Pete Seeger: Little Teaspoons Bringing the song “We Shall Overcome” to the forefront of causes for American workers in the 1940s and later to the Civil Rights Movement in the 50s and 60s, Seeger and his songs have always been about we, the people. He remembers Sandburg’s poetic anthem, The People, Yes and what it means to the American underdog even today.
Education: Last Thoughts on Carl Sandburg In a series of filmed interviews, Dr. Penelope Niven, author of Carl Sandburg: A Biography and Carl Sandburg: Adventures of a Poet, talks about the life and times of Sandburg.
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Referenced in a recent post about GIFs (one of the web’s oldest image formats now widely used for its innovative potential), PBS Arts is the core of an online strategy for strengthening arts awareness, appreciation and education in America. To spark a resurgence of the visual, cultural and performing arts, this PBS Arts Online concept brings audiences directly into the creative process, fosters individual artistic expression and promotes experimentation.
You can browse a broad and diverse range of genres such as dance, theater and film, and with April being poetry month, you might especially want to explore writing, where you’ll find these videos and more:
Five Good Answers from a Shakespeare Scholar, Dr. Gail Kern Paster, director of the Shakespeare Folger Library and renowned Shakespeare scholar who collaborated with PBS Teachers to help educators bring Shakespeare into the classroom.
Patrick Stewart: What We Learn from the Bard , an interview of Emmy- and Grammy-nominated actor of “Star Trek” and “X-Men” fame, who explains what young people can learn from Shakespeare and why Shakespeare remains relevant.
“Mother’s Day” by Daisy Zamora, one of Nicaragua’s most distinguished poets, who eloquently expresses the dilemma of being a mother today, especially one who makes unconventional choices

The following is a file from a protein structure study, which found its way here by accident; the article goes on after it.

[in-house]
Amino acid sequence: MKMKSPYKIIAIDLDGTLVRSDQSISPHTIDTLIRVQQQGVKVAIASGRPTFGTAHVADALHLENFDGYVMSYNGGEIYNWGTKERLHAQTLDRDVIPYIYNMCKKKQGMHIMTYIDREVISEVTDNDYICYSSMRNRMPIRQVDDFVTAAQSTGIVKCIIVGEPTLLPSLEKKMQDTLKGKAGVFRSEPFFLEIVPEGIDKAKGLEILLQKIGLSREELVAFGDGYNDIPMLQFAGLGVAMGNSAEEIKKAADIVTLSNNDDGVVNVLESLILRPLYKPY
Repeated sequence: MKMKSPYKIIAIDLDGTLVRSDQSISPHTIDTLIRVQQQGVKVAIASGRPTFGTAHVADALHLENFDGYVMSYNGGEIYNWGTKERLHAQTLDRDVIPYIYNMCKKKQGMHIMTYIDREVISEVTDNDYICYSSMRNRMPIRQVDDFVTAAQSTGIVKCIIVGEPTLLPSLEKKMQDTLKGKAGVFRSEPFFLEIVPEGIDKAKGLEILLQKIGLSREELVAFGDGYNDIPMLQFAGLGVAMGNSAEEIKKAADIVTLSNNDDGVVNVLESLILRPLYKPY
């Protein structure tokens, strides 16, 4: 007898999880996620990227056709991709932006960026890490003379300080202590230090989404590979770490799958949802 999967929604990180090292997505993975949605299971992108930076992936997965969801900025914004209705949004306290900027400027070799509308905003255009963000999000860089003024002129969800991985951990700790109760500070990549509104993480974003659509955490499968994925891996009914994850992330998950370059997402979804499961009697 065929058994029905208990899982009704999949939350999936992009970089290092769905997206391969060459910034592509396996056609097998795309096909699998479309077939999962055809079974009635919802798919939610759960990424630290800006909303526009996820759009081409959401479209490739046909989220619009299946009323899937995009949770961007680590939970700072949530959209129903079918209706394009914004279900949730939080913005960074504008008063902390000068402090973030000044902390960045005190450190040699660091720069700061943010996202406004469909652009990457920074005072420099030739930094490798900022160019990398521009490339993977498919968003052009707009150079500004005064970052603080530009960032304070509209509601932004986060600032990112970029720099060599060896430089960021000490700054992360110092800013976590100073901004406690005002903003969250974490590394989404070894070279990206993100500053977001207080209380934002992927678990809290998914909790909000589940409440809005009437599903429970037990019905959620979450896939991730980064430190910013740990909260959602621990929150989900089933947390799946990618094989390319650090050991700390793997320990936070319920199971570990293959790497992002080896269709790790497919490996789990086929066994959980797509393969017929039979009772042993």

“One Boy Told Me” by Arab-American poet Naomi Shihab Nye, who uses her unique perspective as his mother to transform a boy’s everyday chatter into a work of art that perfectly captures the magical thinking of children.
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Poetry is everywhere during the month of April! Poetry Everywhere with Garrison Keillor returns to public television and the Web with new poems and unique voices. Produced in association with the Poetry Foundation, the project offers short poetry films that air during unexpected moments on public television and that can be used in the classroom. Poetry Everywhere also provides links to biographies, articles and more, such as related poems for a thematic approach to poetry. You’ll also find a link to Animated Poetry with 34 animated films created by students working with the University of Wisconsin Milwaukee’s creative writing program. Here’s an animation of Emily Dickinson’s poem “I Started Early”.
New to the project this season is the Poetry Everywhere collection on Teachers’ Domain, an online library of free media resources for classroom use. The collection features a diverse group of 35 poets. Each entry includes a short introduction intended to spark student interest and desire to read the poem, questions for classroom discussion and other teaching tools. Here’s a sampling of what you’ll find:
- Exploring Selected Haiku by Issa (grades 7-12) — A media-rich, comprehensive lesson examines the format, humor, and nature of Japanese haiku poet, Issa, and allows students to analyze various haiku and write their own
- Aunties, by Kevin Young (grades 7-12) — Video segment, accompanied by discussion questions and standards, where the poet gives life to memories steeped in the Deep South.
- I started Early – Took My Dog by Emily Dickinson (grades 7-12) — Video segment uses animation to illustrate this poem about the sea and includes links to a background essay, teaching tips and standards.
We’d love to receive your comments about this site or a favorite site you’d like to share with teachers.